Identical twins, or monozygotic twins, occur randomly when a fertilized egg splits into two. This usually happens within 10 days after conception.
Because they share the exact same genes, identical twins always look the same and are the same sex.
Fraternal twins, also known as dizygotic twins, are the result of hyperovulation. They occur when two eggs are released and fertilized in the same cycle.
Unlike identical twins, fraternal twins don’t share the same genes. That’s why they’re often different sexes and don’t look the same.
How to Release Two Eggs ?
Many of the twin factors above, such as age and genetics, are out of your control. However, there are reproductive treatments proven to increase hyperovulation.
Some fertility medications, such as clomiphene citrate, encourage the body to release extra eggs. Sometimes gonadotropin medications are prescribed as well. These drugs spur multiple eggs to grow in the same cycle.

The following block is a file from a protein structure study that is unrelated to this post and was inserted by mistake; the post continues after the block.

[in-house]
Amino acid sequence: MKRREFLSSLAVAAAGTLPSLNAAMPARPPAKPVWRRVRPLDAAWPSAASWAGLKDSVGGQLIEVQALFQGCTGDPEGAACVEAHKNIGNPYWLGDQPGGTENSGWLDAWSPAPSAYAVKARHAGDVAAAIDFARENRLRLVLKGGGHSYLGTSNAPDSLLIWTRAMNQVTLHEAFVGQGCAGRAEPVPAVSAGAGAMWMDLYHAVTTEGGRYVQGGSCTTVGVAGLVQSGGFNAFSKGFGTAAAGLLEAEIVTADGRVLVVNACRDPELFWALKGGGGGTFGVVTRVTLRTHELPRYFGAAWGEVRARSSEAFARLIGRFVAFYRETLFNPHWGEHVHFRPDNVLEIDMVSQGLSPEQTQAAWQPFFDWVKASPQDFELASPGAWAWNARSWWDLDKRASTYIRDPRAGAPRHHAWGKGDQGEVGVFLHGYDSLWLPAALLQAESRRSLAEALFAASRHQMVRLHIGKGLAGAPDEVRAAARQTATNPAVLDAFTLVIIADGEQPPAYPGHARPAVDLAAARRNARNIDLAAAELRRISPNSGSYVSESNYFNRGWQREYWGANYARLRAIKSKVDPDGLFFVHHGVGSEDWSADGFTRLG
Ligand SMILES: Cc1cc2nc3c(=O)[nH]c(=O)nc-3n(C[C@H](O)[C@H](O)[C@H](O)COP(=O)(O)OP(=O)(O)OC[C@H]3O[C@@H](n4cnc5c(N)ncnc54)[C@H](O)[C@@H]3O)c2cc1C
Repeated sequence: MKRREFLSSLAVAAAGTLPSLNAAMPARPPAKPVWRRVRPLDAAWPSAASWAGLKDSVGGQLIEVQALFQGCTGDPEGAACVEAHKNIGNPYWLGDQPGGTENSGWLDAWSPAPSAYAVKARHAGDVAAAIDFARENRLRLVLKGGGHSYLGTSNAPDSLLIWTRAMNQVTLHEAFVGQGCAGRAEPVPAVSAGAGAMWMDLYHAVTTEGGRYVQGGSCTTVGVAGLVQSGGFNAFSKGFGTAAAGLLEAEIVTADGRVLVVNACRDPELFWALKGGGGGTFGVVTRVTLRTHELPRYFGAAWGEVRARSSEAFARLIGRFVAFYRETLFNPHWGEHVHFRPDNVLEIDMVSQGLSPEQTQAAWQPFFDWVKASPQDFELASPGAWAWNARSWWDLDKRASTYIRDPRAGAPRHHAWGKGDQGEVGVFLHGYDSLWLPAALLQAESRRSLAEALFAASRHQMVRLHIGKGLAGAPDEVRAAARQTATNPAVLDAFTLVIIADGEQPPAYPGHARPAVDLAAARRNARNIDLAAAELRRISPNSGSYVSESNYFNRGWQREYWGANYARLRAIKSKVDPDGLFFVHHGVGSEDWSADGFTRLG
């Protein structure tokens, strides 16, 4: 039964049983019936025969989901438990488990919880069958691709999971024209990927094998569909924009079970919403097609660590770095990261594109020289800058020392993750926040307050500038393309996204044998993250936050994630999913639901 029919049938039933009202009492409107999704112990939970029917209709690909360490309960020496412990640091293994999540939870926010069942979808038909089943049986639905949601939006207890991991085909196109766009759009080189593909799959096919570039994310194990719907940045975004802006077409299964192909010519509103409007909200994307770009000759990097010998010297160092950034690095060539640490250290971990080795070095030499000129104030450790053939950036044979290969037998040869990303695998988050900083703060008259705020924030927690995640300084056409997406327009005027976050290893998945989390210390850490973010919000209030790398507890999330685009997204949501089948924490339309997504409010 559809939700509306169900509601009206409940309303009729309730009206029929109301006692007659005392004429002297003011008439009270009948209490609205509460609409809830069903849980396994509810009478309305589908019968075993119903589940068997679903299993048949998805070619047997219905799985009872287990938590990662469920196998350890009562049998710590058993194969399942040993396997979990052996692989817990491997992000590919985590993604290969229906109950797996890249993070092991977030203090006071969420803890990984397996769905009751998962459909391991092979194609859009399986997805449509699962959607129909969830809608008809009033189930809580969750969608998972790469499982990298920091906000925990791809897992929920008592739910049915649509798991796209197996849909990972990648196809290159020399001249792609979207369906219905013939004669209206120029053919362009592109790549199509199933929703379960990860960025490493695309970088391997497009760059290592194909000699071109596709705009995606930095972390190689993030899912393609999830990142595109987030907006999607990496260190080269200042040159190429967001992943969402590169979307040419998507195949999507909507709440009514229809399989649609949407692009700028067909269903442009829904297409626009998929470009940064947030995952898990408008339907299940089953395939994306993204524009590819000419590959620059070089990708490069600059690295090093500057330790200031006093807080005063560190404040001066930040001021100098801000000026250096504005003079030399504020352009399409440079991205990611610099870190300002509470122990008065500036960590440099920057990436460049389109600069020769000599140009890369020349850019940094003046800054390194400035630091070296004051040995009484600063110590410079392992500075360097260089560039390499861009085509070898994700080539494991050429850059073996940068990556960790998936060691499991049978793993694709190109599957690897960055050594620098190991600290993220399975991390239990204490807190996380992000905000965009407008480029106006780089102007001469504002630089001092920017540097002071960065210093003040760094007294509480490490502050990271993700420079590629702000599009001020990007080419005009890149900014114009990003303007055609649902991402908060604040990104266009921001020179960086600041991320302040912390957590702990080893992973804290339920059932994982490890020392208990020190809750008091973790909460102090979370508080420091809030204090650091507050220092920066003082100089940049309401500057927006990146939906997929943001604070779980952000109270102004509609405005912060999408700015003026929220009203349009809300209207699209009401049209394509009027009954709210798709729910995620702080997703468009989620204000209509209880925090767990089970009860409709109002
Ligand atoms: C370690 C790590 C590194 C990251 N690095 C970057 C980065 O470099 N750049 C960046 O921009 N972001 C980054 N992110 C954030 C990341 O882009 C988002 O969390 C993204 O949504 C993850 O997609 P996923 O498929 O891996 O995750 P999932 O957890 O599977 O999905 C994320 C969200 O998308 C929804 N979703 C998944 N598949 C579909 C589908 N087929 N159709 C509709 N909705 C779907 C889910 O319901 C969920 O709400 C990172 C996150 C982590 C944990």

Women taking these drugs need to be closely monitored. If too many eggs mature at the same time, you run the risk of becoming the next ‘octomom.’
Also, some fertility meds (e.g. gonadotropins) may increase the risk of ectopic pregnancy. This is when the fertilized egg implants outside the uterus, usually in the fallopian tube.
Disclaimer – Fertility medications can be a helpful tool if you’re struggling to conceive. But you should always consult with your doctor for a diagnosis beforehand. That way, they can find the right fit for you.
Intrauterine insemination (IUI)
Also known as ‘artificial insemination’, IUI involves inserting sperm into the uterus. Fertility drugs are often used with IUI, which increases the chances of releasing more than one egg.
IUI is a fairly low-risk procedure. Although sometimes infections or spotting may occur. The greatest risks for IUI come from the fertility drugs taken before the procedure.